It is now a little over a week since we started our trip of about 5 months in France, and the least we can say is that this new adventure starts strong! Arrived in Nice, we took advantage of a first day with a dream weather to immediately put on the hiking boots. Might as well get the good habits right away, right?
The small village of Castellar, Alpes Maritimes
Before we started walking for “real” we parked in a small parking lot just below the small village of Castellar. How can I explain to you that we just couldn’t resist going for a stroll before we started our hike. 😉
France is known worldwide for its charming little villages, and it is clear that Castellar has its place in the list of pretty villages. I mean… all those little stone houses that are like hanging on a small hill with a nearly 360° view of the sea and mountains… there are clearly worse things! 🙂
The ascent to the Col du Saint-Bernard – first part of the hike
We start this hike by what will be by far the least exciting part of the day…. I must admit, during this first part I had serious doubts as to the fact that I would like this hike. (Doubt at 2000% not justified as you will see later).
In short, if I was a little doubtful it was that the first 3 km (and also the first 300 meters of altitude difference) is done by following a road…. Certainly the view is magnificent during the whole climb, but personally when hiking, I prefer when it is on trails and not on a the road or a track. Finally…. It took us less than an hour to arrive just before the Saint Bernard Pass.
PS:there is a path that indicates the rock of Orméa about 300m from the pass. We strongly recommend that you do not take it and continue until the next path on your right about 50m before the pass (direction Mourga). (I put a marker on the map to show you which one not to follow and as a bonus here is a small picture of the pass where you can see the path to take on the right of the image)
Towards the Col du Berceau
From the moment we left the Col du Saint-Bernard we were this time on a small path as we like them. After a few hundred meters we arrive at the site of the ruins of the Mourga; a really nice place with, of course, a crazy panorama!
From these first ruins we continue our journey towards other ruins: those of old Castellar.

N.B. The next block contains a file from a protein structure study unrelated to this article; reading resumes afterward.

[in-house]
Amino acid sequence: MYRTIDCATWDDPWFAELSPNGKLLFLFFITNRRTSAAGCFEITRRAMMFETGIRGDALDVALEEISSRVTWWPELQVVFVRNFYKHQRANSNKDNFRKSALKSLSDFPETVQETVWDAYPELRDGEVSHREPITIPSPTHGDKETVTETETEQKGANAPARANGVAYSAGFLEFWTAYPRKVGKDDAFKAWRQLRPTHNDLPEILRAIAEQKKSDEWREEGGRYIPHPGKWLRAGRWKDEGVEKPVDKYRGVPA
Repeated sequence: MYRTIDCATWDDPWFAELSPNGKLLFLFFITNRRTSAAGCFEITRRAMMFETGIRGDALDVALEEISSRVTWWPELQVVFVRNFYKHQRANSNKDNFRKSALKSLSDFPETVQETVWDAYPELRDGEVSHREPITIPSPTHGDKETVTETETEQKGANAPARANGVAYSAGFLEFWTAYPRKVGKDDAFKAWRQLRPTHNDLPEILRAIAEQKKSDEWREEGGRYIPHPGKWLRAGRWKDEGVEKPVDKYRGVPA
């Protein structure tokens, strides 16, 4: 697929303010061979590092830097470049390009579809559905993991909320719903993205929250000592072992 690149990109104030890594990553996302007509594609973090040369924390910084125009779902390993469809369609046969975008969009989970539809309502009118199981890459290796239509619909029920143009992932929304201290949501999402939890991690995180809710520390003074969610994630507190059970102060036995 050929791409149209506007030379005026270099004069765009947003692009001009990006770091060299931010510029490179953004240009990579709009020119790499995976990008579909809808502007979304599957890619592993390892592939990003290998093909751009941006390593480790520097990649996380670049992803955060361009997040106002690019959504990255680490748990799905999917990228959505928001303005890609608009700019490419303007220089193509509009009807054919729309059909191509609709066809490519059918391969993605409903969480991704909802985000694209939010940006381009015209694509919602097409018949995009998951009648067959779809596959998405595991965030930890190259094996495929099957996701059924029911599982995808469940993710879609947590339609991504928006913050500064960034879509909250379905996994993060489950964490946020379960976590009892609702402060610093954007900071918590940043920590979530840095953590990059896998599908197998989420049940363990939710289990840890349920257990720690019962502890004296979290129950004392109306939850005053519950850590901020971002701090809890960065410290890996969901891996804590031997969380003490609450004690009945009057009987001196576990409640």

We regretted not finding more precise information on this place but apparently it is an old castle dating from 1200-1300 and whose fortifications were razed to the ground in 1747. In short, we can’t really tell you more about this place except that it is worth a look: on the one hand to see the ruins more closely but also to enjoy the beautiful view!
It is basically from these ruins that the more serious things begin in terms of climbing. The last 300 meters of altitude difference leaves little room for suspense… we climb, we climb and we climb! (at the same time we came for that you will tell me);)
the Roc de l’Orméa – south of France hiking
From the pass we have roughly 2 options for the point of view. Arriving from the side we indicate to you, there is on your left a path that climbs towards the Cime de Restau. From this point of view we apparently have a very nice view on the Italian side. (We can’t tell you… I didn’t have the courage to climb both peaks!)
The option we chose was on our right. There is no real path strictly speaking in the sense that there are rather 200 different tracks that go towards the rock of Orméa. Basically, it doesn’t matter which one you take, as long as you climb you’re good! 😉
From the cradle pass, the climb to the rock of Orméa is really only a small formality (not even 100m of altitude difference), so it means that we reach the summit very quickly.
Once at the top, there are simply no words…. It’s just WOUAHHHHHHHH! But rather than describing the view, I think the easiest way is to show you:
Descent from the pass – Lion plan
Once we had taken the time to enjoy the view from the rock of Orméa, we decided to set off again towards the village of Castellar. Coming back the same way as the climb we always found it a little frustrating…. So certainly, sometimes we have no choice, but in this case there was clearly a way to make a “little detour” to get back from another place. BINGO!
From the Col du Berceau we took the small path which goes down a little steep at times in a very stony terrain. We narrowly avoid repeatedly finishing on the buttocks, but for once: neither of us will have fallen. 😉